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2009: At the Box-Office, It Was a Very Good Year
by Christopher Stone

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Lautner and the Box-Office Were Pumped Up in 2009.

Lautner and the Box-Office Were Pumped Up in 2009.
2009: Our economy was in the toilet, and the tell-tale signs were everywhere. Banks closed by the score; homes went into foreclosure, by the thousands. Many of the workers lucky enough to keep their jobs took a pay cut. The high ranks of the unemployed filled the malls with window shoppers, but who will buy? Many believed that a pricey economic stimulus package wasn't all that stimulating. Cash for Clunkers aroused, but drew criticism when the disloyal opposition put in its sour grapes two-cents. On the bright side, for investment companies, anyway, Wall Street's profits for 2009 are record setting.

For Match-Flickers, too, the news is good very, very good. Even though recession has led to drops in consumer spending in almost every category, box-office revenue was up 9% in 2009. Unlike previous years, 2009's box-office bonanza wasn't driven largely by a spike in ticket prices. Instead, motion picture attendance was up an impressive 4.5% over
UP was big.

UP was big.

As American consumers spent less on pricier forms of entertainment and other leisure-time activities, they turned to Match-Flicking as a relatively inexpensive way to enjoy an afternoon or evening out.

Beyond our shores, The Box-office Boom of 2009 continued. Grosses ascended in most major foreign markets, among them, the UK, Japan, Germany, Brazil, Mexico and Australia.

Match-Flickers must look back to the post 9-11 recession of 2002 to find a year in the last 20 when ticket sales have enjoyed a larger growth. For decades, economists have viewed the box-office as recession-resistant, but 2009 seemed more recession-proof than resistant. The world re-discovered the joy of escaping to the movies.

Pundits believe that the major expansion of 3D projection undoubtedly assisted the phenomenal 2009 box-office growth. For now, 3D and IMAX 3D offer an entertainment experience that can't be duplicated in any home theater. That may not last for

long. Apparently, the next big advance in television, now that High Definition has been strongly established, will be 3D home television projection.

Certainly the rapid growth of 3D projection boosted 2009's box-office, but what else is in play? The year was without a blockbuster of THE DARK KNIGHT'S proportion, even though AVATAR may become as big, or bigger, than THE DARK KNIGHT, as 2009 rolls into 2010.

Were last year's motion pictures just better than usual? Some believe this to be true; others, including the popular CinemaScore, do not. 2009's average CinemaScore grade was B, the same average grade as 2008's.

In 2009, research firms concluded that a majority of consumers simply believed that motion pictures are the best value for their entertainment dollar. If the belief holds, then 2010 will be another record-shattering year. In 2008, similar polls ranked Match-Flicking the fifth best value for the entertainment dollar, behind going out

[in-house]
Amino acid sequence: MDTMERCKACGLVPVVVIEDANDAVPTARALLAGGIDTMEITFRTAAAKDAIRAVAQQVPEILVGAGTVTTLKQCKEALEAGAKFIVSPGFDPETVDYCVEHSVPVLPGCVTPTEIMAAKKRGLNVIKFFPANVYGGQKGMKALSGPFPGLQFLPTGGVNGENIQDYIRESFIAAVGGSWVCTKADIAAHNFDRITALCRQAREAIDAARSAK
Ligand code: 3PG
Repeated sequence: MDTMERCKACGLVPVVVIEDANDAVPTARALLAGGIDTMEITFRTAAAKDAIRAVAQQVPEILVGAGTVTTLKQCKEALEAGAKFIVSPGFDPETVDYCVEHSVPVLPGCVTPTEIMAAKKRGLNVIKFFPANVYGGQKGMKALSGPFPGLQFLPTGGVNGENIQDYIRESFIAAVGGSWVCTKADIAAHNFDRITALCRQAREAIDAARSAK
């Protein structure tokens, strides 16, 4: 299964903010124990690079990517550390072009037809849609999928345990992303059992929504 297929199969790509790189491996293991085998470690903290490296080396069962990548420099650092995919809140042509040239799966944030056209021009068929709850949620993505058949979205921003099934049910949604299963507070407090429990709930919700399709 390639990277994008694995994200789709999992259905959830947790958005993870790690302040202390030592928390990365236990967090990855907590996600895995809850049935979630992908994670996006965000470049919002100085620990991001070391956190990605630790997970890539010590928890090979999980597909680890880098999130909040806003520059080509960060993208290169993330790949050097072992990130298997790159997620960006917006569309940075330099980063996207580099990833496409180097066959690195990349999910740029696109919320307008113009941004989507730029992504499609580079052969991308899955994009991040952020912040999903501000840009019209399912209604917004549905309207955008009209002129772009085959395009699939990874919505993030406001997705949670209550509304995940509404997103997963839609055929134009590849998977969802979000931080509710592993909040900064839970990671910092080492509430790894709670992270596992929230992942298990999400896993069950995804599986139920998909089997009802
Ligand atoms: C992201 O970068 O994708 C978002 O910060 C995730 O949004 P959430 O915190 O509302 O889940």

THE FALLEN was the year's biggest!

THE FALLEN was the year's biggest!
to dinner, watching a movie on DVD at home, watching television, and Web surfing.

The 2009 Box-Office year ended with a bang a big bang. A number of powerful titles, led by AVATAR and SHERLOCK HOLMES, resulted in the single biggest weekend in all of box-office history (December 25-27). Overall, last weekend, $278 million was added to the box-office coffers up an astounding 36 percent from the last weekend of 2008, and topping by $13 million, the previous highest grossing ever weekend, July 18-20, 2008, when THE DARK KNIGHT and MAMMA MIA! opened to record-setting business.

Amazingly, Avatar's second week gross of $75 million was a scant 3 percent less than its opening. In ten days, James Cameron's sci-fi flick has amassed a hefty $212.3 million domestically, and a whopping worldwide haul of $615.2 million.

With no signs of slowing down, the box-office may well do land-office businessagain set new record highs in 2010.

Happy New Year, dear Match-Flickers.

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The Business of Show
Every other Friday

Does advertising, public taste, or overindulged stars determine a movie's box office fate? Christoper Stone explores what's going on behind the box office.

Other Columns
Other columns by Christopher Stone:

The Cautionary Box-Office

Box-Office Holiday Season Heads Up. Part Two

Box-Office Holiday Season Heads Up, Part 1

Quality Is Independent

Oh, the Horror!

All Columns

Christopher Stone
Christopher Stone is the author of the international best seller Re-Creating Your Self. With Mary Sheldon, he co-authored three highly successful hardcover books of guided meditations.

He is a member of the Writers Guild of America, West.

If you have a comment, question, or suggestion, you can send a message to Christopher Stone by clicking here.

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